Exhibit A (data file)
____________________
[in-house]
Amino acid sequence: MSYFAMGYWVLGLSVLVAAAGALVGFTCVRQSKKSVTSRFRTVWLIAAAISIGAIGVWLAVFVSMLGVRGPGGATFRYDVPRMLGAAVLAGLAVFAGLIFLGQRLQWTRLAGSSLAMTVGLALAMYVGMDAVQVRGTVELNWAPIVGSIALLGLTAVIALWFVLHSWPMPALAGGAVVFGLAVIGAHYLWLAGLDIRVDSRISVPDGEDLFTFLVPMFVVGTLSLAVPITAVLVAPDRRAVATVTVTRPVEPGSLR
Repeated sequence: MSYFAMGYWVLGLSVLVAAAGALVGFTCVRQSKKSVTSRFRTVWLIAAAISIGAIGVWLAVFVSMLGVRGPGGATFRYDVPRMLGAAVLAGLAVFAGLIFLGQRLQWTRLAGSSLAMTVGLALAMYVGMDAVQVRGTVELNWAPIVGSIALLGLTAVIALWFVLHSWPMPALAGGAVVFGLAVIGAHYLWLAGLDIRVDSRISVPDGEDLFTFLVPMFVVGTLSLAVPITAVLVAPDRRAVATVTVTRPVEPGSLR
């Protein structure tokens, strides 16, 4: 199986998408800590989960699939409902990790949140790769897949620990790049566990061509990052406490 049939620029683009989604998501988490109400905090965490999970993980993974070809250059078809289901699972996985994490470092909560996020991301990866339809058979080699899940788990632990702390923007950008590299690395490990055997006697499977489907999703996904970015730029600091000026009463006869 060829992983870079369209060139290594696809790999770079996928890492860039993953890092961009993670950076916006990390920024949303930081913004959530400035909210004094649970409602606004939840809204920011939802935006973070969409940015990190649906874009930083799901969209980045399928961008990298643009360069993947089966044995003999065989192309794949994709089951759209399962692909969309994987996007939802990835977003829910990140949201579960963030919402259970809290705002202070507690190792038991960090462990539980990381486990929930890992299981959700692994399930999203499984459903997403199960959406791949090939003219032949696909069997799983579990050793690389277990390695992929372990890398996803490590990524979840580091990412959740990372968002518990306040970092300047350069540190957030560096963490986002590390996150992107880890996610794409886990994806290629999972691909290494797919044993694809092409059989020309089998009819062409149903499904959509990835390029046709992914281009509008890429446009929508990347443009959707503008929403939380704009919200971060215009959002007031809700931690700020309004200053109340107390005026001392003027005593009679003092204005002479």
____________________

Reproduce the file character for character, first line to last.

[in-house]
Amino acid sequence: MSYFAMGYWVLGLSVLVAAAGALVGFTCVRQSKKSVTSRFRTVWLIAAAISIGAIGVWLAVFVSMLGVRGPGGATFRYDVPRMLGAAVLAGLAVFAGLIFLGQRLQWTRLAGSSLAMTVGLALAMYVGMDAVQVRGTVELNWAPIVGSIALLGLTAVIALWFVLHSWPMPALAGGAVVFGLAVIGAHYLWLAGLDIRVDSRISVPDGEDLFTFLVPMFVVGTLSLAVPITAVLVAPDRRAVATVTVTRPVEPGSLR
Repeated sequence: MSYFAMGYWVLGLSVLVAAAGALVGFTCVRQSKKSVTSRFRTVWLIAAAISIGAIGVWLAVFVSMLGVRGPGGATFRYDVPRMLGAAVLAGLAVFAGLIFLGQRLQWTRLAGSSLAMTVGLALAMYVGMDAVQVRGTVELNWAPIVGSIALLGLTAVIALWFVLHSWPMPALAGGAVVFGLAVIGAHYLWLAGLDIRVDSRISVPDGEDLFTFLVPMFVVGTLSLAVPITAVLVAPDRRAVATVTVTRPVEPGSLR
């Protein structure tokens, strides 16, 4: 199986998408800590989960699939409902990790949140790769897949620990790049566990061509990052406490 049939620029683009989604998501988490109400905090965490999970993980993974070809250059078809289901699972996985994490470092909560996020991301990866339809058979080699899940788990632990702390923007950008590299690395490990055997006697499977489907999703996904970015730029600091000026009463006869 060829992983870079369209060139290594696809790999770079996928890492860039993953890092961009993670950076916006990390920024949303930081913004959530400035909210004094649970409602606004939840809204920011939802935006973070969409940015990190649906874009930083799901969209980045399928961008990298643009360069993947089966044995003999065989192309794949994709089951759209399962692909969309994987996007939802990835977003829910990140949201579960963030919402259970809290705002202070507690190792038991960090462990539980990381486990929930890992299981959700692994399930999203499984459903997403199960959406791949090939003219032949696909069997799983579990050793690389277990390695992929372990890398996803490590990524979840580091990412959740990372968002518990306040970092300047350069540190957030560096963490986002590390996150992107880890996610794409886990994806290629999972691909290494797919044993694809092409059989020309089998009819062409149903499904959509990835390029046709992914281009509008890429446009929508990347443009959707503008929403939380704009919200971060215009959002007031809700931690700020309004200053109340107390005026001392003027005593009679003092204005002479």